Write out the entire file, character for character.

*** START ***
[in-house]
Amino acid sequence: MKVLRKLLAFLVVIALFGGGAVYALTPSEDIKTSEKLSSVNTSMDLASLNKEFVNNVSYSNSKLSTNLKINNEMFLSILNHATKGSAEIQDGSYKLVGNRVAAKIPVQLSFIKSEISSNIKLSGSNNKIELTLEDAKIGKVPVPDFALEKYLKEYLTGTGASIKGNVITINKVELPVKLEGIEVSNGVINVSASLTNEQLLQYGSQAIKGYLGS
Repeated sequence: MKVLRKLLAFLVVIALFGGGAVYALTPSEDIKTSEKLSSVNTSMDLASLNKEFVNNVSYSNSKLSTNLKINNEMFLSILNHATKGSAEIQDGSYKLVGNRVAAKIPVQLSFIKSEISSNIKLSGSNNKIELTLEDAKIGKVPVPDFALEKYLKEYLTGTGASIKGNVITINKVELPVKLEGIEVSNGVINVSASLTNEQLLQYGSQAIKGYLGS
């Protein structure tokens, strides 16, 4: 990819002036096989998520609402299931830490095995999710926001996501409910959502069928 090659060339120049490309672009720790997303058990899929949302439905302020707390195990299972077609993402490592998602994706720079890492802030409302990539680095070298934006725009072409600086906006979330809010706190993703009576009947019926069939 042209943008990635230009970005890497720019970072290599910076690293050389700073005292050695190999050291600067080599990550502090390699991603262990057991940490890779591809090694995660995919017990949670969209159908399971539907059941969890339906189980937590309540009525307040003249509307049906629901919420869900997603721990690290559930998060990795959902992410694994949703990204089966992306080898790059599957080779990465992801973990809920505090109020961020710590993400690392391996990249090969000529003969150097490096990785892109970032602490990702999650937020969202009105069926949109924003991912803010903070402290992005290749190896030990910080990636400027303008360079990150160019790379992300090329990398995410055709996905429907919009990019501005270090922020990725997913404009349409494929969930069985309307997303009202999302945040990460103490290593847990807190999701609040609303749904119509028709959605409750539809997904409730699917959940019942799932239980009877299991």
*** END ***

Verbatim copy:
[in-house]
Amino acid sequence: MKVLRKLLAFLVVIALFGGGAVYALTPSEDIKTSEKLSSVNTSMDLASLNKEFVNNVSYSNSKLSTNLKINNEMFLSILNHATKGSAEIQDGSYKLVGNRVAAKIPVQLSFIKSEISSNIKLSGSNNKIELTLEDAKIGKVPVPDFALEKYLKEYLTGTGASIKGNVITINKVELPVKLEGIEVSNGVINVSASLTNEQLLQYGSQAIKGYLGS
Repeated sequence: MKVLRKLLAFLVVIALFGGGAVYALTPSEDIKTSEKLSSVNTSMDLASLNKEFVNNVSYSNSKLSTNLKINNEMFLSILNHATKGSAEIQDGSYKLVGNRVAAKIPVQLSFIKSEISSNIKLSGSNNKIELTLEDAKIGKVPVPDFALEKYLKEYLTGTGASIKGNVITINKVELPVKLEGIEVSNGVINVSASLTNEQLLQYGSQAIKGYLGS
């Protein structure tokens, strides 16, 4: 990819002036096989998520609402299931830490095995999710926001996501409910959502069928 090659060339120049490309672009720790997303058990899929949302439905302020707390195990299972077609993402490592998602994706720079890492802030409302990539680095070298934006725009072409600086906006979330809010706190993703009576009947019926069939 042209943008990635230009970005890497720019970072290599910076690293050389700073005292050695190999050291600067080599990550502090390699991603262990057991940490890779591809090694995660995919017990949670969209159908399971539907059941969890339906189980937590309540009525307040003249509307049906629901919420869900997603721990690290559930998060990795959902992410694994949703990204089966992306080898790059599957080779990465992801973990809920505090109020961020710590993400690392391996990249090969000529003969150097490096990785892109970032602490990702999650937020969202009105069926949109924003991912803010903070402290992005290749190896030990910080990636400027303008360079990150160019790379992300090329990398995410055709996905429907919009990019501005270090922020990725997913404009349409494929969930069985309307997303009202999302945040990460103490290593847990807190999701609040609303749904119509028709959605409750539809997904409730699917959940019942799932239980009877299991």